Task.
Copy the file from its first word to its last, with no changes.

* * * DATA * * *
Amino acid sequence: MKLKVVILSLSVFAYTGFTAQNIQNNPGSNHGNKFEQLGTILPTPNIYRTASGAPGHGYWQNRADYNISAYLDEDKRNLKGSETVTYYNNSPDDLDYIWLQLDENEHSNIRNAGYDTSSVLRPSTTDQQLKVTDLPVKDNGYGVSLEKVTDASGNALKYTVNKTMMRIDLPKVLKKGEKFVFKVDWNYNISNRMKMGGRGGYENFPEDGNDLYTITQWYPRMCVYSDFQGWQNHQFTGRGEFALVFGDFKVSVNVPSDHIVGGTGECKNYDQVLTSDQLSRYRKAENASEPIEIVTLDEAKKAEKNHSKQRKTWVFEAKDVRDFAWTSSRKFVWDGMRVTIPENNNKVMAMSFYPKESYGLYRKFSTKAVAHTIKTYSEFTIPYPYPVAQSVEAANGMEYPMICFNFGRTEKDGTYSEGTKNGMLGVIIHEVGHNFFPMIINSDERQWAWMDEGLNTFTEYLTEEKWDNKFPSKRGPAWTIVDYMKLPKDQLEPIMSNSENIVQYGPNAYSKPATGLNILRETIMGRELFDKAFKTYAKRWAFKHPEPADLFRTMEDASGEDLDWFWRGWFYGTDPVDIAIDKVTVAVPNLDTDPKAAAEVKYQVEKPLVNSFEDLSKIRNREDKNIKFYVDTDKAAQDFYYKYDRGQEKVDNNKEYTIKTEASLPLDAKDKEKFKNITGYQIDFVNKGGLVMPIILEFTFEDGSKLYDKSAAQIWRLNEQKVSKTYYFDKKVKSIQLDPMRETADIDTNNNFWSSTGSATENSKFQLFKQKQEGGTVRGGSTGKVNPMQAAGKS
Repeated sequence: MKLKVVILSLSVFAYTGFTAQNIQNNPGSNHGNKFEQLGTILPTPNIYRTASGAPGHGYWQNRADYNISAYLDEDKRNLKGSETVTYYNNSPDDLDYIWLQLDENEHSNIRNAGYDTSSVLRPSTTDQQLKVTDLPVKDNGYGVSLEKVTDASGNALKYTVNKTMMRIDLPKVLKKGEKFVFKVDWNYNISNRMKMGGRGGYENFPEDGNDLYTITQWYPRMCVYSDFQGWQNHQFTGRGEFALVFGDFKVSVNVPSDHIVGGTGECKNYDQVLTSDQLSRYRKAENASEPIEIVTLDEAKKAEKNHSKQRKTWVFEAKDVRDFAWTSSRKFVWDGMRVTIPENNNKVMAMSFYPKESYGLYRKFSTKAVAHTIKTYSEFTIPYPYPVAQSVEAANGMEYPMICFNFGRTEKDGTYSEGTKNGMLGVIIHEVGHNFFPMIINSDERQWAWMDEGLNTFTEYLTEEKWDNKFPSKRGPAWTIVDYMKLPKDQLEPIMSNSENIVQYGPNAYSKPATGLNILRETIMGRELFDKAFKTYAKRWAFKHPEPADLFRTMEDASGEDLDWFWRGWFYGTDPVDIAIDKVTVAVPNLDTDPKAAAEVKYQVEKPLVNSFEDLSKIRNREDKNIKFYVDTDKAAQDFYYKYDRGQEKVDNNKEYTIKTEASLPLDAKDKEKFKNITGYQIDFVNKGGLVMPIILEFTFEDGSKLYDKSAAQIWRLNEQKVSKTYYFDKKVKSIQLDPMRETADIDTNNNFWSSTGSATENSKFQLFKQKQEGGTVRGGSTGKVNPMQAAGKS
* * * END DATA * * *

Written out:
Amino acid sequence: MKLKVVILSLSVFAYTGFTAQNIQNNPGSNHGNKFEQLGTILPTPNIYRTASGAPGHGYWQNRADYNISAYLDEDKRNLKGSETVTYYNNSPDDLDYIWLQLDENEHSNIRNAGYDTSSVLRPSTTDQQLKVTDLPVKDNGYGVSLEKVTDASGNALKYTVNKTMMRIDLPKVLKKGEKFVFKVDWNYNISNRMKMGGRGGYENFPEDGNDLYTITQWYPRMCVYSDFQGWQNHQFTGRGEFALVFGDFKVSVNVPSDHIVGGTGECKNYDQVLTSDQLSRYRKAENASEPIEIVTLDEAKKAEKNHSKQRKTWVFEAKDVRDFAWTSSRKFVWDGMRVTIPENNNKVMAMSFYPKESYGLYRKFSTKAVAHTIKTYSEFTIPYPYPVAQSVEAANGMEYPMICFNFGRTEKDGTYSEGTKNGMLGVIIHEVGHNFFPMIINSDERQWAWMDEGLNTFTEYLTEEKWDNKFPSKRGPAWTIVDYMKLPKDQLEPIMSNSENIVQYGPNAYSKPATGLNILRETIMGRELFDKAFKTYAKRWAFKHPEPADLFRTMEDASGEDLDWFWRGWFYGTDPVDIAIDKVTVAVPNLDTDPKAAAEVKYQVEKPLVNSFEDLSKIRNREDKNIKFYVDTDKAAQDFYYKYDRGQEKVDNNKEYTIKTEASLPLDAKDKEKFKNITGYQIDFVNKGGLVMPIILEFTFEDGSKLYDKSAAQIWRLNEQKVSKTYYFDKKVKSIQLDPMRETADIDTNNNFWSSTGSATENSKFQLFKQKQEGGTVRGGSTGKVNPMQAAGKS
Repeated sequence: MKLKVVILSLSVFAYTGFTAQNIQNNPGSNHGNKFEQLGTILPTPNIYRTASGAPGHGYWQNRADYNISAYLDEDKRNLKGSETVTYYNNSPDDLDYIWLQLDENEHSNIRNAGYDTSSVLRPSTTDQQLKVTDLPVKDNGYGVSLEKVTDASGNALKYTVNKTMMRIDLPKVLKKGEKFVFKVDWNYNISNRMKMGGRGGYENFPEDGNDLYTITQWYPRMCVYSDFQGWQNHQFTGRGEFALVFGDFKVSVNVPSDHIVGGTGECKNYDQVLTSDQLSRYRKAENASEPIEIVTLDEAKKAEKNHSKQRKTWVFEAKDVRDFAWTSSRKFVWDGMRVTIPENNNKVMAMSFYPKESYGLYRKFSTKAVAHTIKTYSEFTIPYPYPVAQSVEAANGMEYPMICFNFGRTEKDGTYSEGTKNGMLGVIIHEVGHNFFPMIINSDERQWAWMDEGLNTFTEYLTEEKWDNKFPSKRGPAWTIVDYMKLPKDQLEPIMSNSENIVQYGPNAYSKPATGLNILRETIMGRELFDKAFKTYAKRWAFKHPEPADLFRTMEDASGEDLDWFWRGWFYGTDPVDIAIDKVTVAVPNLDTDPKAAAEVKYQVEKPLVNSFEDLSKIRNREDKNIKFYVDTDKAAQDFYYKYDRGQEKVDNNKEYTIKTEASLPLDAKDKEKFKNITGYQIDFVNKGGLVMPIILEFTFEDGSKLYDKSAAQIWRLNEQKVSKTYYFDKKVKSIQLDPMRETADIDTNNNFWSSTGSATENSKFQLFKQKQEGGTVRGGSTGKVNPMQAAGKS